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The Strange Case of the Missing Rhinos

Sunday 2nd September 2012

The Strange Case of the Missing Rhinos

There are strange goings on in terms of the live rhino trade to China from South Africa. This has to do with the numbers of rhinos shipped as acknowledged (and given permits) by the South African authorities, discrepancies between CITES records and South African records, and rhinos that now seem missing from their destinations. 

 

Let’s start with the South African “official” records. On 20 April 2012, the Department of Environmental Affairs replied to a question from Mrs S V Kalyan (Question 889 in the National Assembly to the Minister) concerning the number of live rhinos shipped to Asian destinations from South Africa 2007-2010, the names of the exporters and the names of the importers. The reply was fragmentary – the provincial authorities provided some records, and others had to be collected from export records at the Johannesburg International Airport. In total, 72 live rhinos were shipped to China according to the Minster of Environmental Affairs, only 34 of which had any exporter/importer details.

 

CITES records for that period indicate that South Africa exported, and China imported, 169 rhinos. That would mean something like 57% of the exported rhinos went missing completely, and only 20% had the necessary documents demanded by CITES. This is shameful.

 

Next, there is the strange case of the missing rhinos in China. From the fragmentary records provided by the Minister, these rhinos were sent to:

 

1. Changsha Zoo (4 rhinos sent in 2010). A video taken there shows no rhinos present and miserable conditions for all animals on display.


2. Hangzhou Zoo (26 rhinos sent in 2008). A 2009 TripAdvisor Report review indicates terrible conditions for all animals and mentions elephants, tigers, lions and bears. Not a word about rhinos. The Hangzhou Wild Animal World states that they have a pharmaceutical company involved in the manufacture of traditional medicines, as discovered by Peter Dickinson.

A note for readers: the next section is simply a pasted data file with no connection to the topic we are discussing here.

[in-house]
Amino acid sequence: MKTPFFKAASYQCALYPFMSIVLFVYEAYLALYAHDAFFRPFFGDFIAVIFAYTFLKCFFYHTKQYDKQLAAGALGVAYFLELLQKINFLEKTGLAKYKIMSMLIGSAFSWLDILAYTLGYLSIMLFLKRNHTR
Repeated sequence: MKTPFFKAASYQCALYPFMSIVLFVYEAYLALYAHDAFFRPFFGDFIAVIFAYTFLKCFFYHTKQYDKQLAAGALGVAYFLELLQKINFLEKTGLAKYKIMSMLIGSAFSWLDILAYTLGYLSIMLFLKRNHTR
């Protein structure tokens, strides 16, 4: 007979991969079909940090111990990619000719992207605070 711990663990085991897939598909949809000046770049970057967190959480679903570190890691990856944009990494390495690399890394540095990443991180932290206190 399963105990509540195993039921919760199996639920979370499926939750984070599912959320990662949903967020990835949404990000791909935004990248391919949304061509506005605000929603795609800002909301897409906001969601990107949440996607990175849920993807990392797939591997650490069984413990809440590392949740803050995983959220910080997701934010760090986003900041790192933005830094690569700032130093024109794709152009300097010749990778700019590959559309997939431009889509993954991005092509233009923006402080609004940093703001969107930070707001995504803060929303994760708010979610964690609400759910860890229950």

3.  Kunming Zoo (16 rhinos sent in 2011). The export details from South Africa actually stated that the 16 rhinos went to the Kunming Game Reserve. There is such a place, but it is a transborder reserve established with Laos to protect the last remaining Chinese elephant herd in the region, and to protect indigenous biodiversity. Funded in part by the Asian Development Bank, African rhinos will not have gone there. A video taken in the Kunming Zoo shows the usual depressing conditions for the animals but again not a single rhino in sight.


4. Sanya Park (4 rhinos sent in 2010 according to the SA Minister but allegedly many more). Sanya Park goes by many names and is located in Hainan, not far from Vietnam, a country greatly implicated in the illegal trade of rhino horns. The official name is the “Sanya City Center for the Artificial Propagation of the Rhinoceros”. The rhinos appear destined for the “Window of Africa” theme park. A recent report indicates that when a photographer visited the “theme park” all he saw on the Window of Africa was African rhinos in concrete pens – an estimated 60 or so. Where did they come from? Accounting for some of the “missing” rhinos? The Sanya “Greatest World of Love” apparently also received over 100 tigers illegally sent from Thailand to this breeding farm – for more Traditional Medicines? Sanya is implicated in harvesting rhino horns, as reported by Annamiticus.

 


So there we have just some preliminary information about the strange case of the missing rhinos. Missing on South Africa’s Minister of Environment export records, missing in China, but perhaps all present and accounted for in terms of having been “harvested” for their horns. If South Africa is willing to supply 169 rhinos to China over 2007-2010, who needs Chinese breeders? Put them on the plane and harvest them. Who is greater complicit in the great upsurge in poaching involving hundreds of rhinos every year to make up the difference between supply and demand? CITES remains quiet on live rhino trading – maybe they could check the zoos mentioned to see where all those 169 rhinos are? 

 


I’ll conclude with one last strange fact. In South Africa, CITES records are “maintained” by the individual Provinces. In answer to the Parliamentary Question to the Minister, Provinces like Gauteng, Northern (Limpopo) and KwaZulu Natal provided some information. The Northwest Province was silent, and information could only be put together to some extent from airport export records. The current Minister of Environment is Edna Molewa as of October 2010. She was Premier of Northwest Province from 2004-2009.

 


Picture credit: rhino enclosure at Sanya Park, Hainan, China – Africa Geographic Magazine

Posted by Pieter Kat at 18:30

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